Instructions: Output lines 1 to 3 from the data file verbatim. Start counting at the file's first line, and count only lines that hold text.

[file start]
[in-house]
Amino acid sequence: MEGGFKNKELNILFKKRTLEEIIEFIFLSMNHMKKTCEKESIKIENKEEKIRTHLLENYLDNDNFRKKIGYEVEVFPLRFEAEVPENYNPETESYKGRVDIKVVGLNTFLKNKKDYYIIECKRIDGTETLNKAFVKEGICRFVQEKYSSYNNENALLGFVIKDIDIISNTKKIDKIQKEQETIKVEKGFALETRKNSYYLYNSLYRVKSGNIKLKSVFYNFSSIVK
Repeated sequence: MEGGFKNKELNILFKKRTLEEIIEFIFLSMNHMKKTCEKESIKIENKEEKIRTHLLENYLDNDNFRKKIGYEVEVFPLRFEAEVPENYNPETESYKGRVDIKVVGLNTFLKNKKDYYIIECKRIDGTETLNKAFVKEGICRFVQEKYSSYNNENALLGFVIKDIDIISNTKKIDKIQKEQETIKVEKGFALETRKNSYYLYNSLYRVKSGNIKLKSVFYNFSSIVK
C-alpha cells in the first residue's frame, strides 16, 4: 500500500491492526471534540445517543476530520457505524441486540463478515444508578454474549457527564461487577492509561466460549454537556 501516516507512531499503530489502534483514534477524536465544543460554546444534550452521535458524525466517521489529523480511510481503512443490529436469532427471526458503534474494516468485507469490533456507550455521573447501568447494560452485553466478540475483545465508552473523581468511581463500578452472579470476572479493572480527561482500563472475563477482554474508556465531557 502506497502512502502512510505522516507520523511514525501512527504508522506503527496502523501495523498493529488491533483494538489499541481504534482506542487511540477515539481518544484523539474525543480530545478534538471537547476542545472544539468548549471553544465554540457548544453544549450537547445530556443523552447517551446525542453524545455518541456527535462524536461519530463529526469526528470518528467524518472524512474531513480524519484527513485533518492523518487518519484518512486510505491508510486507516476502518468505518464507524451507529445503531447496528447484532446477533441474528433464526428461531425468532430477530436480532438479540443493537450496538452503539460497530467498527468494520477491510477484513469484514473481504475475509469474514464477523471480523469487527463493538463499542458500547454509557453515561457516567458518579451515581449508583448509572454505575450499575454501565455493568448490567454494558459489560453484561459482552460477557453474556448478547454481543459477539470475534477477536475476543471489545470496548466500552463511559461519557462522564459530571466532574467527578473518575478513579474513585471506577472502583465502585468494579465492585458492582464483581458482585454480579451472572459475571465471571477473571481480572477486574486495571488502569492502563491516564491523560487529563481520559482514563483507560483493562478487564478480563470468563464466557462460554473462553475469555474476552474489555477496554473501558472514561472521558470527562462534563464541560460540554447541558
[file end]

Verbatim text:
[in-house]
Amino acid sequence: MEGGFKNKELNILFKKRTLEEIIEFIFLSMNHMKKTCEKESIKIENKEEKIRTHLLENYLDNDNFRKKIGYEVEVFPLRFEAEVPENYNPETESYKGRVDIKVVGLNTFLKNKKDYYIIECKRIDGTETLNKAFVKEGICRFVQEKYSSYNNENALLGFVIKDIDIISNTKKIDKIQKEQETIKVEKGFALETRKNSYYLYNSLYRVKSGNIKLKSVFYNFSSIVK
Repeated sequence: MEGGFKNKELNILFKKRTLEEIIEFIFLSMNHMKKTCEKESIKIENKEEKIRTHLLENYLDNDNFRKKIGYEVEVFPLRFEAEVPENYNPETESYKGRVDIKVVGLNTFLKNKKDYYIIECKRIDGTETLNKAFVKEGICRFVQEKYSSYNNENALLGFVIKDIDIISNTKKIDKIQKEQETIKVEKGFALETRKNSYYLYNSLYRVKSGNIKLKSVFYNFSSIVK